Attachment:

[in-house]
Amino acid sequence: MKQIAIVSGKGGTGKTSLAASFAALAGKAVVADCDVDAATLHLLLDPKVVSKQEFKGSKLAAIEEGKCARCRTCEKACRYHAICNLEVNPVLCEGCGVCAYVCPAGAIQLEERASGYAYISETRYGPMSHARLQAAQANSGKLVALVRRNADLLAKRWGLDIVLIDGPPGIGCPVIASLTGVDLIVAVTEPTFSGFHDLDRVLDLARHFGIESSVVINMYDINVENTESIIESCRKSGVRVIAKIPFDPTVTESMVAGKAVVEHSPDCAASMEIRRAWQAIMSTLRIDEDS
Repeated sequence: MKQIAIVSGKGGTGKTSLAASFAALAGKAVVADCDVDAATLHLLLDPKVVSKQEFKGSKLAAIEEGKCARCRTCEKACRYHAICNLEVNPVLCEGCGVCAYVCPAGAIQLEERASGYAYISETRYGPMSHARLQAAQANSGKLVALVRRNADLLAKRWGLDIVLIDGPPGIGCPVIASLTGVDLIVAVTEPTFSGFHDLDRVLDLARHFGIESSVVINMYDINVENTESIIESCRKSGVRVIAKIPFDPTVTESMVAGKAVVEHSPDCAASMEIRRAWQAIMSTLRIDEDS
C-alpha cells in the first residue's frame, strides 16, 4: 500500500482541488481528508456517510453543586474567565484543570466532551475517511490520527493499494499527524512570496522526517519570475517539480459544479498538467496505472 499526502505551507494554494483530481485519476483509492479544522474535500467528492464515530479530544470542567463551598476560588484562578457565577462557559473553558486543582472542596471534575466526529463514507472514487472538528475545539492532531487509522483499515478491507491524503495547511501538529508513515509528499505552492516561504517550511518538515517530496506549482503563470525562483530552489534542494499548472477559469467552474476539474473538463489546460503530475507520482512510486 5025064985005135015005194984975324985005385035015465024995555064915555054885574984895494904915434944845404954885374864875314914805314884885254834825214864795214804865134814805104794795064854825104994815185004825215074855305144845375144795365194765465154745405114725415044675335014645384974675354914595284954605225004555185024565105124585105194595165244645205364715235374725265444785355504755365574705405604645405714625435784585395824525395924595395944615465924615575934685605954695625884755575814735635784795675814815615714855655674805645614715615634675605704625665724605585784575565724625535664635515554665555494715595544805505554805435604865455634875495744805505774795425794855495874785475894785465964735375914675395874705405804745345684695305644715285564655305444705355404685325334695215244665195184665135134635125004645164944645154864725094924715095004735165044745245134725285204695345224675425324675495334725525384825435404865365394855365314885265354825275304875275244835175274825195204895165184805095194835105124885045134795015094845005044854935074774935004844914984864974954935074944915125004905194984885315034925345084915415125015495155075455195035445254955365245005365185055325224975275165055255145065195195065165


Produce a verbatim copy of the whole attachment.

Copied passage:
[in-house]
Amino acid sequence: MKQIAIVSGKGGTGKTSLAASFAALAGKAVVADCDVDAATLHLLLDPKVVSKQEFKGSKLAAIEEGKCARCRTCEKACRYHAICNLEVNPVLCEGCGVCAYVCPAGAIQLEERASGYAYISETRYGPMSHARLQAAQANSGKLVALVRRNADLLAKRWGLDIVLIDGPPGIGCPVIASLTGVDLIVAVTEPTFSGFHDLDRVLDLARHFGIESSVVINMYDINVENTESIIESCRKSGVRVIAKIPFDPTVTESMVAGKAVVEHSPDCAASMEIRRAWQAIMSTLRIDEDS
Repeated sequence: MKQIAIVSGKGGTGKTSLAASFAALAGKAVVADCDVDAATLHLLLDPKVVSKQEFKGSKLAAIEEGKCARCRTCEKACRYHAICNLEVNPVLCEGCGVCAYVCPAGAIQLEERASGYAYISETRYGPMSHARLQAAQANSGKLVALVRRNADLLAKRWGLDIVLIDGPPGIGCPVIASLTGVDLIVAVTEPTFSGFHDLDRVLDLARHFGIESSVVINMYDINVENTESIIESCRKSGVRVIAKIPFDPTVTESMVAGKAVVEHSPDCAASMEIRRAWQAIMSTLRIDEDS
C-alpha cells in the first residue's frame, strides 16, 4: 500500500482541488481528508456517510453543586474567565484543570466532551475517511490520527493499494499527524512570496522526517519570475517539480459544479498538467496505472 499526502505551507494554494483530481485519476483509492479544522474535500467528492464515530479530544470542567463551598476560588484562578457565577462557559473553558486543582472542596471534575466526529463514507472514487472538528475545539492532531487509522483499515478491507491524503495547511501538529508513515509528499505552492516561504517550511518538515517530496506549482503563470525562483530552489534542494499548472477559469467552474476539474473538463489546460503530475507520482512510486 5025064985005135015005194984975324985005385035015465024995555064915555054885574984895494904915434944845404954885374864875314914805314884885254834825214864795214804865134814805104794795064854825104994815185004825215074855305144845375144795365194765465154745405114725415044675335014645384974675354914595284954605225004555185024565105124585105194595165244645205364715235374725265444785355504755365574705405604645405714625435784585395824525395924595395944615465924615575934685605954695625884755575814735635784795675814815615714855655674805645614715615634675605704625665724605585784575565724625535664635515554665555494715595544805505554805435604865455634875495744805505774795425794855495874785475894785465964735375914675395874705405804745345684695305644715285564655305444705355404685325334695215244665195184665135134635125004645164944645154864725094924715095004735165044745245134725285204695345224675425324675495334725525384825435404865365394855365314885265354825275304875275244835175274825195204895165184805095194835105124885045134795015094845005044854935074774935004844914984864974954935074944915125004905194984885315034925345084915415125015495155075455195035445254955365245005365185055325224975275165055255145065195195065165